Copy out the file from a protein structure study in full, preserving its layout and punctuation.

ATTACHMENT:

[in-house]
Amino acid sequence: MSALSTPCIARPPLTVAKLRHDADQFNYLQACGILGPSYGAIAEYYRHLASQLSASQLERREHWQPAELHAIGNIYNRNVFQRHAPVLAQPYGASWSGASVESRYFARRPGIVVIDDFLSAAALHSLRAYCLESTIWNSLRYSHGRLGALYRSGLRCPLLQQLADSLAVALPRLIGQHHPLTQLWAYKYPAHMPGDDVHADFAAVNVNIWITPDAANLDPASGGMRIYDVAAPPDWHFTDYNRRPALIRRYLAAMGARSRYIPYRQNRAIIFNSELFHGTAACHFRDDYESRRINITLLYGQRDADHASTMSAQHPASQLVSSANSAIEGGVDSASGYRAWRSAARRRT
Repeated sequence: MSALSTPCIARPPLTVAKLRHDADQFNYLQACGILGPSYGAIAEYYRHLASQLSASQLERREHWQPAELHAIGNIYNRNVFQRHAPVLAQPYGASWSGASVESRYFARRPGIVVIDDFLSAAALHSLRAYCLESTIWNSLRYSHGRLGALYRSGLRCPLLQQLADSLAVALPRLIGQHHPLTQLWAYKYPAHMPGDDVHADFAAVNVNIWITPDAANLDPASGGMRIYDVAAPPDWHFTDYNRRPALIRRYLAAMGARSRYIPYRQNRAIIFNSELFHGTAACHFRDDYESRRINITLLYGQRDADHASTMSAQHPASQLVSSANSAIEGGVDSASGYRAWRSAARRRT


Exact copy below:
[in-house]
Amino acid sequence: MSALSTPCIARPPLTVAKLRHDADQFNYLQACGILGPSYGAIAEYYRHLASQLSASQLERREHWQPAELHAIGNIYNRNVFQRHAPVLAQPYGASWSGASVESRYFARRPGIVVIDDFLSAAALHSLRAYCLESTIWNSLRYSHGRLGALYRSGLRCPLLQQLADSLAVALPRLIGQHHPLTQLWAYKYPAHMPGDDVHADFAAVNVNIWITPDAANLDPASGGMRIYDVAAPPDWHFTDYNRRPALIRRYLAAMGARSRYIPYRQNRAIIFNSELFHGTAACHFRDDYESRRINITLLYGQRDADHASTMSAQHPASQLVSSANSAIEGGVDSASGYRAWRSAARRRT
Repeated sequence: MSALSTPCIARPPLTVAKLRHDADQFNYLQACGILGPSYGAIAEYYRHLASQLSASQLERREHWQPAELHAIGNIYNRNVFQRHAPVLAQPYGASWSGASVESRYFARRPGIVVIDDFLSAAALHSLRAYCLESTIWNSLRYSHGRLGALYRSGLRCPLLQQLADSLAVALPRLIGQHHPLTQLWAYKYPAHMPGDDVHADFAAVNVNIWITPDAANLDPASGGMRIYDVAAPPDWHFTDYNRRPALIRRYLAAMGARSRYIPYRQNRAIIFNSELFHGTAACHFRDDYESRRINITLLYGQRDADHASTMSAQHPASQLVSSANSAIEGGVDSASGYRAWRSAARRRT